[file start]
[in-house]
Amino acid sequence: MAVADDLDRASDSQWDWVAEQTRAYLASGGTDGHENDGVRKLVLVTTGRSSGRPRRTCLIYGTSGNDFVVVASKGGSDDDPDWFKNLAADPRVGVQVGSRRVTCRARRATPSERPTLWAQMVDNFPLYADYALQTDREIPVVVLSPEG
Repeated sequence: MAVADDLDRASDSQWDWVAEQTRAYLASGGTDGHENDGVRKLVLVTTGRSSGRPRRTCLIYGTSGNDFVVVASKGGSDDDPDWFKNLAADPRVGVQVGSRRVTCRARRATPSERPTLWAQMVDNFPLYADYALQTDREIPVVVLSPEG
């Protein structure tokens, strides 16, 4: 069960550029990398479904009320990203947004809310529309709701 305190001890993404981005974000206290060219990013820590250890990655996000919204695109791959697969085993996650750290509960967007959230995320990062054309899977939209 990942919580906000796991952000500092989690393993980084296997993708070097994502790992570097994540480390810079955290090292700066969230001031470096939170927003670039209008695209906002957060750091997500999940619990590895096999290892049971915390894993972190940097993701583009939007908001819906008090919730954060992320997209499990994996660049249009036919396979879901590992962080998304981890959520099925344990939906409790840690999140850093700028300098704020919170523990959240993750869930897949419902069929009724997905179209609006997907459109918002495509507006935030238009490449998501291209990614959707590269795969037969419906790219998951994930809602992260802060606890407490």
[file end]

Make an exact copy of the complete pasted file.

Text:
[in-house]
Amino acid sequence: MAVADDLDRASDSQWDWVAEQTRAYLASGGTDGHENDGVRKLVLVTTGRSSGRPRRTCLIYGTSGNDFVVVASKGGSDDDPDWFKNLAADPRVGVQVGSRRVTCRARRATPSERPTLWAQMVDNFPLYADYALQTDREIPVVVLSPEG
Repeated sequence: MAVADDLDRASDSQWDWVAEQTRAYLASGGTDGHENDGVRKLVLVTTGRSSGRPRRTCLIYGTSGNDFVVVASKGGSDDDPDWFKNLAADPRVGVQVGSRRVTCRARRATPSERPTLWAQMVDNFPLYADYALQTDREIPVVVLSPEG
């Protein structure tokens, strides 16, 4: 069960550029990398479904009320990203947004809310529309709701 305190001890993404981005974000206290060219990013820590250890990655996000919204695109791959697969085993996650750290509960967007959230995320990062054309899977939209 990942919580906000796991952000500092989690393993980084296997993708070097994502790992570097994540480390810079955290090292700066969230001031470096939170927003670039209008695209906002957060750091997500999940619990590895096999290892049971915390894993972190940097993701583009939007908001819906008090919730954060992320997209499990994996660049249009036919396979879901590992962080998304981890959520099925344990939906409790840690999140850093700028300098704020919170523990959240993750869930897949419902069929009724997905179209609006997907459109918002495509507006935030238009490449998501291209990614959707590269795969037969419906790219998951994930809602992260802060606890407490």